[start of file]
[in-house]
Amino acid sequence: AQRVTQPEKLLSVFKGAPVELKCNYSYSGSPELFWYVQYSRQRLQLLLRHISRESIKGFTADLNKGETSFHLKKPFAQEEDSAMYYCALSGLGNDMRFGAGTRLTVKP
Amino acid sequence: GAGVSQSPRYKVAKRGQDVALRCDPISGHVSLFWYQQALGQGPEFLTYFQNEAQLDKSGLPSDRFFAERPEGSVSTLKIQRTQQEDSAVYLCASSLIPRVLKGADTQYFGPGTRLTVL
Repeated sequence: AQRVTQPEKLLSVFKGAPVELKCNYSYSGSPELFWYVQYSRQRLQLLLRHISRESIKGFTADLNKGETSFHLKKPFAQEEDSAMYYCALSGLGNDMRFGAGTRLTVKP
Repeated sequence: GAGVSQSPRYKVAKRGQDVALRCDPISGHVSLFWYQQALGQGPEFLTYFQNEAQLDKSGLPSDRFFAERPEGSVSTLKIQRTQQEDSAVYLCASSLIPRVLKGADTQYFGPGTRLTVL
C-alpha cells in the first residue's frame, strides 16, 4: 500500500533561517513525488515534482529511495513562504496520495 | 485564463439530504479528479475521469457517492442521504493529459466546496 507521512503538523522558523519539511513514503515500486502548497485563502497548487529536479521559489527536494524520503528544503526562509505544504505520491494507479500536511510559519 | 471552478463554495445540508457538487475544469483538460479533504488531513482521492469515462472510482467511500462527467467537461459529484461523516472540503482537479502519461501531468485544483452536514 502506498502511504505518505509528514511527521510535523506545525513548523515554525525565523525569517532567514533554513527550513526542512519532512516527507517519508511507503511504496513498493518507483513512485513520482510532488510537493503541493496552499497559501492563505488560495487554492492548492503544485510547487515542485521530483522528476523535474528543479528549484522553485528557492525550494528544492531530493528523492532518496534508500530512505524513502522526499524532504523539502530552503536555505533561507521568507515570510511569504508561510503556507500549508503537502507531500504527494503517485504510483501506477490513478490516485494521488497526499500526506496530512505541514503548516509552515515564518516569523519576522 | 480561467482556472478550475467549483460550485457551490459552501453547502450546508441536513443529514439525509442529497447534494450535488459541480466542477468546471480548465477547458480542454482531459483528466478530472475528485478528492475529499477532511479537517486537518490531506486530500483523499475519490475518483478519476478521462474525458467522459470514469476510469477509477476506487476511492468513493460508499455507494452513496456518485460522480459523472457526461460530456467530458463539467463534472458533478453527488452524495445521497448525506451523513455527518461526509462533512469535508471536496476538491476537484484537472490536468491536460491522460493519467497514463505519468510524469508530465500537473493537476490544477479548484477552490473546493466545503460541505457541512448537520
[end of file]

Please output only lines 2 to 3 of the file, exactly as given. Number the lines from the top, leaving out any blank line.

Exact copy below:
Amino acid sequence: AQRVTQPEKLLSVFKGAPVELKCNYSYSGSPELFWYVQYSRQRLQLLLRHISRESIKGFTADLNKGETSFHLKKPFAQEEDSAMYYCALSGLGNDMRFGAGTRLTVKP
Amino acid sequence: GAGVSQSPRYKVAKRGQDVALRCDPISGHVSLFWYQQALGQGPEFLTYFQNEAQLDKSGLPSDRFFAERPEGSVSTLKIQRTQQEDSAVYLCASSLIPRVLKGADTQYFGPGTRLTVL